Hello there! In this week’s blog we consider Someday Soon, one of my favorite folk songs from the 60s. We will review the original version by Ian & Sylvia, and a cover of that song by Judy Collins.
Ian & Sylvia and Someday Soon:
We discussed the career of Ian and Sylvia Tyson in our blog post on Four Strong Winds. Here we briefly review their career and individual fortunes.
Ian Tyson came out of British Columbia with the ambition to be a rodeo rider. However, in the mid-50s he sustained a serious injury, and taught himself how to play the guitar while convalescing. While performing at coffeehouses in Toronto, he met the young folksinger Sylvia Fricker. Eventually they began performing as a duet, and in 1962 they moved to New York’s folk music scene. Below is a picture of a young Ian Tyson and Sylvia Fricker.
In New York Ian & Sylvia were discovered by mega-agent Albert Grossman. We have previously encountered Grossman, who at this time was managing Peter, Paul and Mary and shortly would also manage Bob Dylan. Grossman signed on as Ian & Sylvia’s agent and got them a recording contract with Vanguard Records.
Ian & Sylvia produced some lovely and memorable folk songs. The song Four Strong Winds was a gigantic hit in Canada, and in fact a poll taken in 2005 by the CBC ranked this song the best Canadian song of all time. However, many of their best songs became hits when they were covered by other groups. For example, You Were On My Mind and Someday Soon became major hits for We Five and Judy Collins, respectively.
Like many artists in the mid to late 60s, Ian & Sylvia turned to folk-rock music. In 1969 they formed an electric folk-rock band, Great Speckled Bird. Although their work was critically acclaimed, this never turned into the blockbuster hit that they were seeking. This was at least partly due to distribution problems suffered by their record label.
The song Someday Soon, written by Ian Tyson, recounts the story of a young woman waiting for her lover to arrive. The song may contain some autobiographical elements since, like Ian Tyson himself, the young man rides in the rodeo. The young woman is determined to follow her man “down the toughest road I know.”
There’s a young man that I know, his age is twenty-one
Comes from down in southern Colorado
Just out of the service, he’s looking for his fun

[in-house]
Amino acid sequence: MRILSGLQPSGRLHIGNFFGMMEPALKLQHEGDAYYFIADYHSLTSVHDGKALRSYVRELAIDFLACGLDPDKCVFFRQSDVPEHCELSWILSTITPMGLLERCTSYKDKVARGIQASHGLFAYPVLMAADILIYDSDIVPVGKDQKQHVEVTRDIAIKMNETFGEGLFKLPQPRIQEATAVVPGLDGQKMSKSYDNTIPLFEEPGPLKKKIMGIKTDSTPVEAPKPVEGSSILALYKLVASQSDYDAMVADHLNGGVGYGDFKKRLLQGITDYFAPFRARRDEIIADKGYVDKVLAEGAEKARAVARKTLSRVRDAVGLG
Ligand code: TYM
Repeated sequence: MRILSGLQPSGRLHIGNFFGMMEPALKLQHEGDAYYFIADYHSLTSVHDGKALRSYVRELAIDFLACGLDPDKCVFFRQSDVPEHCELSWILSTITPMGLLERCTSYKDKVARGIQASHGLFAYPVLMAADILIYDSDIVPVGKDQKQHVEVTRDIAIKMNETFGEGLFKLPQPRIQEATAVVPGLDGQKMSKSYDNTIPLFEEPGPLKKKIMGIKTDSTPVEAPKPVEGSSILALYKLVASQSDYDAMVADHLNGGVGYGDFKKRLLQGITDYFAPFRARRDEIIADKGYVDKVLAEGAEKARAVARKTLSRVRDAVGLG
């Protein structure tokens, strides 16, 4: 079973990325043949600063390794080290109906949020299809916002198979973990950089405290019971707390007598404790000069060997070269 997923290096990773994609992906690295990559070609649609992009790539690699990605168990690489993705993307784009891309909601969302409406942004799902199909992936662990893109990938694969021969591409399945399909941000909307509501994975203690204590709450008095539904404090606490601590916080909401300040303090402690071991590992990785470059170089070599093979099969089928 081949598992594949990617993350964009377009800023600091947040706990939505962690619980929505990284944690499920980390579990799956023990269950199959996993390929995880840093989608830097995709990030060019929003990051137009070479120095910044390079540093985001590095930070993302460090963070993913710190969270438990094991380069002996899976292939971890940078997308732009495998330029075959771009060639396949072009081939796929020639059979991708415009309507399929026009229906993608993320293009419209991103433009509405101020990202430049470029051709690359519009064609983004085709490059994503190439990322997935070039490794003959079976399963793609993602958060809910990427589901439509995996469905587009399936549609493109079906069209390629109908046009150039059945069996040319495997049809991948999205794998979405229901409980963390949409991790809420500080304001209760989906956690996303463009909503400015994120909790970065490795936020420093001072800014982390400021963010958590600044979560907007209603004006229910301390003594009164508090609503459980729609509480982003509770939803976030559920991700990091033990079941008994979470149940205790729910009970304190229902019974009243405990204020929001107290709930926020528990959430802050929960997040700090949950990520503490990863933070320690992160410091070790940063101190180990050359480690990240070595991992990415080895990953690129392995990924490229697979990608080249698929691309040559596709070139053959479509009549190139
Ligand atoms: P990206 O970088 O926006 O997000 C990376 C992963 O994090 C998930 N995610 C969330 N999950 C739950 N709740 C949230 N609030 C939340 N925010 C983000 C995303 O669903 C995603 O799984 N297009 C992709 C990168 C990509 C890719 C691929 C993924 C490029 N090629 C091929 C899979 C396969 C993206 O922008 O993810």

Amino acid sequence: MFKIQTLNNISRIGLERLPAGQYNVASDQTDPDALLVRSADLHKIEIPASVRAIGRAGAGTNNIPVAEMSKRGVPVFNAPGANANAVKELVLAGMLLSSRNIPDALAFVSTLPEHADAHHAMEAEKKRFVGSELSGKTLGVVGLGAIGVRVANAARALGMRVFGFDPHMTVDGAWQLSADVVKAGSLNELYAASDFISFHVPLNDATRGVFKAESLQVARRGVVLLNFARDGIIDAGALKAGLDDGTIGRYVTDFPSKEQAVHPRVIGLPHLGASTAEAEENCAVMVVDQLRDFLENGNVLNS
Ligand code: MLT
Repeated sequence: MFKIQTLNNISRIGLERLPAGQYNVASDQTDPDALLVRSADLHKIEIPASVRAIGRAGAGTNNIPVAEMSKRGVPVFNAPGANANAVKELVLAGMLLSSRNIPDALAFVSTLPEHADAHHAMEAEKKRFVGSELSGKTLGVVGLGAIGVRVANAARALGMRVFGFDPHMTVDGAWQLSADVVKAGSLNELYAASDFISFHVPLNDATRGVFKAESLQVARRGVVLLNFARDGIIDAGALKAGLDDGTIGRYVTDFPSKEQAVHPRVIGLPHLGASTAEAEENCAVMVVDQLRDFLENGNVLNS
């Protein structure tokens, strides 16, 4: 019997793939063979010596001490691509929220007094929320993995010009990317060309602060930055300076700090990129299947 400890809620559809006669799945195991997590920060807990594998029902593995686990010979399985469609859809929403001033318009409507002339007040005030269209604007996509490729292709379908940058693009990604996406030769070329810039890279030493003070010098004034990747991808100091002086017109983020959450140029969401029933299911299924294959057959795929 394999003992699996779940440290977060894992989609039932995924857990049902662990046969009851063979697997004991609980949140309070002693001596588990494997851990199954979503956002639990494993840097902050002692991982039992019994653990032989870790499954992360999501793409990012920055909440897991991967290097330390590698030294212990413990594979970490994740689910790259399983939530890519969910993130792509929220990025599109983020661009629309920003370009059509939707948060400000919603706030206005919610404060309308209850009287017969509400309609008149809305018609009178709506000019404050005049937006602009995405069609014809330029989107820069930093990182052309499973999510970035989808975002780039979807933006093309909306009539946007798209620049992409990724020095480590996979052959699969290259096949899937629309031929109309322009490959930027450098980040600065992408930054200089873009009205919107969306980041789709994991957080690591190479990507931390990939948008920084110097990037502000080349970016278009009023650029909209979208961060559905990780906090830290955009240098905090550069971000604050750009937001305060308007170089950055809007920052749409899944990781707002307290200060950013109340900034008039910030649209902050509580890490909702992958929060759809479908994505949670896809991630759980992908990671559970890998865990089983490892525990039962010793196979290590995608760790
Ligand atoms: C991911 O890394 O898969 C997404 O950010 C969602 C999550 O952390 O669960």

Someday soon, going with him, someday soon
However, there is clearly friction between the young woman and her parents over the suitability of her lover. This situation is effectively outlined in the song’s lyrics, where the woman surmises that her father’s disapproval may stem from the fact that her lover closely resembles a younger version of her father.
My parents cannot stand him ’cause he rides the rodeo
My father says that he will leave me crying …
And when he comes to call, my pa ain’t got a good word to say
Guess it’s ’cause he’s just as wild in his younger days
I really enjoy this song. Like so many great folk songs, the story is simple and straightforward yet also effective. The tune is also extremely catchy. The interaction between the young lovers, and the friction they encounter with the parents, is very well described. Also, the singer implies that her lover may be quite a handful, since
he loves his damned old rodeo as much as he loves me.
By 1975, Ian & Sylvia had stopped performing together, and shortly after that they were divorced. Following that, Ian continued a part-time singing career, but also returned to ranching, while Sylvia continued to write and perform.
As we will see, it is the Judy Collins cover of Ian & Sylvia’s song that most people remember. One reason for this may be that Ian & Sylvia’s version was never released as a single. The video clip below includes some interesting comments by Judy Collins, and features beautiful harmonies by the three singers.
Here are Ian & Sylvia performing Someday Soon live with Judy Collins. This is from a 1986 Ian & Sylvia reunion concert that was filmed by the CBC.
Judy Collins and Someday Soon:
Judy Collins has now been a popular singer for over 50 years. Though she is now over 75 years old, her career as a singer and social activist continues to this day.
Collins grew up in Denver, Colorado where she showed considerable promise as a classical pianist. However, her love for folk music eventually led her to Greenwich Village, where she became part of a burgeoning folk scene that included artists like Pete Seeger and Tom Paxton.
Collins was very supportive of young musical talent. She befriended and encouraged people like Bob Dylan, Joni Mitchell and Leonard Cohen well before they became famous. In addition to her bright, clear voice, Collins was also famous for her striking good looks. Here she is in a photo from the late 60s or early 70s.